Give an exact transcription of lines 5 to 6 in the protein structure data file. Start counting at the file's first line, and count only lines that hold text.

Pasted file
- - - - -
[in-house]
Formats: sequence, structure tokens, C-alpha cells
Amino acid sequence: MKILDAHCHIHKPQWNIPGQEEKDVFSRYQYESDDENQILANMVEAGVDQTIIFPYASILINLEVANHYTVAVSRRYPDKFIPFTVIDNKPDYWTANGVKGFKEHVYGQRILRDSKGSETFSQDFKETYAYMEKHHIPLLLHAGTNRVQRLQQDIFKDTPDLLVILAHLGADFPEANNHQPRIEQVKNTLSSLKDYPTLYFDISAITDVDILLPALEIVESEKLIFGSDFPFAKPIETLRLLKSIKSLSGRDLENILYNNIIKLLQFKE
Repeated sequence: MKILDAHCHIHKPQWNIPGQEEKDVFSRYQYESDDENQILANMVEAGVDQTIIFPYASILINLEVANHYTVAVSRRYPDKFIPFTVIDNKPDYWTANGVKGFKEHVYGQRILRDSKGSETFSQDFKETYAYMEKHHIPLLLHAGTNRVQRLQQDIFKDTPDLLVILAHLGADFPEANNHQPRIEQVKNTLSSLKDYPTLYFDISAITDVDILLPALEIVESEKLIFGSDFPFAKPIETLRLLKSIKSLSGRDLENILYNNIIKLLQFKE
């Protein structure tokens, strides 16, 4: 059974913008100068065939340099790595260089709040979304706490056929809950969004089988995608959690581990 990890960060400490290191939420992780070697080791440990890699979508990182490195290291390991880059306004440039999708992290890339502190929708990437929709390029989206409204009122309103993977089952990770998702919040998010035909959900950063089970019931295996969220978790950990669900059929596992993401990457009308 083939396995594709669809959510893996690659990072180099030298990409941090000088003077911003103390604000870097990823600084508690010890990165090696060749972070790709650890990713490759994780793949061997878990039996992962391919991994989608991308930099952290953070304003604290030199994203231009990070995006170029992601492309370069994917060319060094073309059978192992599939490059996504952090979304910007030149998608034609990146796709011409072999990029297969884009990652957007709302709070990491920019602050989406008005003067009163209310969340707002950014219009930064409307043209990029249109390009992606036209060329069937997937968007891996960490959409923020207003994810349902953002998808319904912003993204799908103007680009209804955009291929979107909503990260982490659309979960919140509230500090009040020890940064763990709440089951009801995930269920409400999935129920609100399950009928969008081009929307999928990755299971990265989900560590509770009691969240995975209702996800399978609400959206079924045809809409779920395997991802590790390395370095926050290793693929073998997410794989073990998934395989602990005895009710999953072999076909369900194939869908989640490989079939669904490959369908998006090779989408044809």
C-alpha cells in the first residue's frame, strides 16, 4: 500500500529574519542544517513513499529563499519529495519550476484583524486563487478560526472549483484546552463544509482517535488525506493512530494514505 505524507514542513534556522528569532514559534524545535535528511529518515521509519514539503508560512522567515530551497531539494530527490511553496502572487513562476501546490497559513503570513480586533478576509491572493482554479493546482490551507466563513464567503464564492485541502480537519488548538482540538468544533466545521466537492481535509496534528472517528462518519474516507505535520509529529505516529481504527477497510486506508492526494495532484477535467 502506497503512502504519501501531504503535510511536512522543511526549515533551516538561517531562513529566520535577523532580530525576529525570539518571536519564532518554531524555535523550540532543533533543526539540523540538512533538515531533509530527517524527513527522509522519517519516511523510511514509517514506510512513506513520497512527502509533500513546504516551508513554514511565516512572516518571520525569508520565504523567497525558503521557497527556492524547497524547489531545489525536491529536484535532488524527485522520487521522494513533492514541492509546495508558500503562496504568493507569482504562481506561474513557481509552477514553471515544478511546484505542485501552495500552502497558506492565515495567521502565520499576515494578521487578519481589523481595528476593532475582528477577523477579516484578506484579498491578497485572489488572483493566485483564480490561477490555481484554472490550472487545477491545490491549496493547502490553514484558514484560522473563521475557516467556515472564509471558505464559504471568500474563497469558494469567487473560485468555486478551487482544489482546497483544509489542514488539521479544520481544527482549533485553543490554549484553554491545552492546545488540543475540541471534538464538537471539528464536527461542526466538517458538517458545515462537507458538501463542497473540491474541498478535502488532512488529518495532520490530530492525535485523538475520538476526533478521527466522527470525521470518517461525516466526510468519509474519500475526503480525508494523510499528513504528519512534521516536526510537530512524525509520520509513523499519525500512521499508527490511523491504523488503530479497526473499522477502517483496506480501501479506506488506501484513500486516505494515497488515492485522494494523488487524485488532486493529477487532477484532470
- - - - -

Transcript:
């Protein structure tokens, strides 16, 4: 059974913008100068065939340099790595260089709040979304706490056929809950969004089988995608959690581990 990890960060400490290191939420992780070697080791440990890699979508990182490195290291390991880059306004440039999708992290890339502190929708990437929709390029989206409204009122309103993977089952990770998702919040998010035909959900950063089970019931295996969220978790950990669900059929596992993401990457009308 083939396995594709669809959510893996690659990072180099030298990409941090000088003077911003103390604000870097990823600084508690010890990165090696060749972070790709650890990713490759994780793949061997878990039996992962391919991994989608991308930099952290953070304003604290030199994203231009990070995006170029992601492309370069994917060319060094073309059978192992599939490059996504952090979304910007030149998608034609990146796709011409072999990029297969884009990652957007709302709070990491920019602050989406008005003067009163209310969340707002950014219009930064409307043209990029249109390009992606036209060329069937997937968007891996960490959409923020207003994810349902953002998808319904912003993204799908103007680009209804955009291929979107909503990260982490659309979960919140509230500090009040020890940064763990709440089951009801995930269920409400999935129920609100399950009928969008081009929307999928990755299971990265989900560590509770009691969240995975209702996800399978609400959206079924045809809409779920395997991802590790390395370095926050290793693929073998997410794989073990998934395989602990005895009710999953072999076909369900194939869908989640490989079939669904490959369908998006090779989408044809």
C-alpha cells in the first residue's frame, strides 16, 4: 500500500529574519542544517513513499529563499519529495519550476484583524486563487478560526472549483484546552463544509482517535488525506493512530494514505 505524507514542513534556522528569532514559534524545535535528511529518515521509519514539503508560512522567515530551497531539494530527490511553496502572487513562476501546490497559513503570513480586533478576509491572493482554479493546482490551507466563513464567503464564492485541502480537519488548538482540538468544533466545521466537492481535509496534528472517528462518519474516507505535520509529529505516529481504527477497510486506508492526494495532484477535467 502506497503512502504519501501531504503535510511536512522543511526549515533551516538561517531562513529566520535577523532580530525576529525570539518571536519564532518554531524555535523550540532543533533543526539540523540538512533538515531533509530527517524527513527522509522519517519516511523510511514509517514506510512513506513520497512527502509533500513546504516551508513554514511565516512572516518571520525569508520565504523567497525558503521557497527556492524547497524547489531545489525536491529536484535532488524527485522520487521522494513533492514541492509546495508558500503562496504568493507569482504562481506561474513557481509552477514553471515544478511546484505542485501552495500552502497558506492565515495567521502565520499576515494578521487578519481589523481595528476593532475582528477577523477579516484578506484579498491578497485572489488572483493566485483564480490561477490555481484554472490550472487545477491545490491549496493547502490553514484558514484560522473563521475557516467556515472564509471558505464559504471568500474563497469558494469567487473560485468555486478551487482544489482546497483544509489542514488539521479544520481544527482549533485553543490554549484553554491545552492546545488540543475540541471534538464538537471539528464536527461542526466538517458538517458545515462537507458538501463542497473540491474541498478535502488532512488529518495532520490530530492525535485523538475520538476526533478521527466522527470525521470518517461525516466526510468519509474519500475526503480525508494523510499528513504528519512534521516536526510537530512524525509520520509513523499519525500512521499508527490511523491504523488503530479497526473499522477502517483496506480501501479506506488506501484513500486516505494515497488515492485522494494523488487524485488532486493529477487532477484532470